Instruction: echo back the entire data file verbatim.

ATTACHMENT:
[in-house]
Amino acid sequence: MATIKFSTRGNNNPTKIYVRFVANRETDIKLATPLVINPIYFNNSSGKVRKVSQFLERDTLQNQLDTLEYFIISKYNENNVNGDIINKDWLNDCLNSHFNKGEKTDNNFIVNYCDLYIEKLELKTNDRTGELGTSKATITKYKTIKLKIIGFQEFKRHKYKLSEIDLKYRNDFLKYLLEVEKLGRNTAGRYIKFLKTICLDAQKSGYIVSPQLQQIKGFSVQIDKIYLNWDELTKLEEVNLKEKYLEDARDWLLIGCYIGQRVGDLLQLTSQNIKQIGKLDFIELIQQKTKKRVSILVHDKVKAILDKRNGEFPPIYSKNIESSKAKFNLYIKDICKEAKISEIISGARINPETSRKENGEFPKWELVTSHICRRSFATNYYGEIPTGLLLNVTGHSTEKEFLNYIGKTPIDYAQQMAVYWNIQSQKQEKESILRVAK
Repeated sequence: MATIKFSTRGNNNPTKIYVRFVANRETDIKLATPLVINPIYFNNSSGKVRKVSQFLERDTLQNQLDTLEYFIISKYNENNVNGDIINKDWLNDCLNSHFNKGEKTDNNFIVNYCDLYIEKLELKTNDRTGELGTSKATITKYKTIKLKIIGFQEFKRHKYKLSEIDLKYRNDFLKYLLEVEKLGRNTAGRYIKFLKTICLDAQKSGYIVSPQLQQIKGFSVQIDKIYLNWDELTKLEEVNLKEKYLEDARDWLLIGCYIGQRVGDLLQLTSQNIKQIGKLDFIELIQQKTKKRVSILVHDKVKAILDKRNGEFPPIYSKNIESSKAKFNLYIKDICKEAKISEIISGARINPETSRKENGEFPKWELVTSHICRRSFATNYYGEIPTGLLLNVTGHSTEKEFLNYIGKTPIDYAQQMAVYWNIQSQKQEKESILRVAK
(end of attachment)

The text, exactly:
[in-house]
Amino acid sequence: MATIKFSTRGNNNPTKIYVRFVANRETDIKLATPLVINPIYFNNSSGKVRKVSQFLERDTLQNQLDTLEYFIISKYNENNVNGDIINKDWLNDCLNSHFNKGEKTDNNFIVNYCDLYIEKLELKTNDRTGELGTSKATITKYKTIKLKIIGFQEFKRHKYKLSEIDLKYRNDFLKYLLEVEKLGRNTAGRYIKFLKTICLDAQKSGYIVSPQLQQIKGFSVQIDKIYLNWDELTKLEEVNLKEKYLEDARDWLLIGCYIGQRVGDLLQLTSQNIKQIGKLDFIELIQQKTKKRVSILVHDKVKAILDKRNGEFPPIYSKNIESSKAKFNLYIKDICKEAKISEIISGARINPETSRKENGEFPKWELVTSHICRRSFATNYYGEIPTGLLLNVTGHSTEKEFLNYIGKTPIDYAQQMAVYWNIQSQKQEKESILRVAK
Repeated sequence: MATIKFSTRGNNNPTKIYVRFVANRETDIKLATPLVINPIYFNNSSGKVRKVSQFLERDTLQNQLDTLEYFIISKYNENNVNGDIINKDWLNDCLNSHFNKGEKTDNNFIVNYCDLYIEKLELKTNDRTGELGTSKATITKYKTIKLKIIGFQEFKRHKYKLSEIDLKYRNDFLKYLLEVEKLGRNTAGRYIKFLKTICLDAQKSGYIVSPQLQQIKGFSVQIDKIYLNWDELTKLEEVNLKEKYLEDARDWLLIGCYIGQRVGDLLQLTSQNIKQIGKLDFIELIQQKTKKRVSILVHDKVKAILDKRNGEFPPIYSKNIESSKAKFNLYIKDICKEAKISEIISGARINPETSRKENGEFPKWELVTSHICRRSFATNYYGEIPTGLLLNVTGHSTEKEFLNYIGKTPIDYAQQMAVYWNIQSQKQEKESILRVAK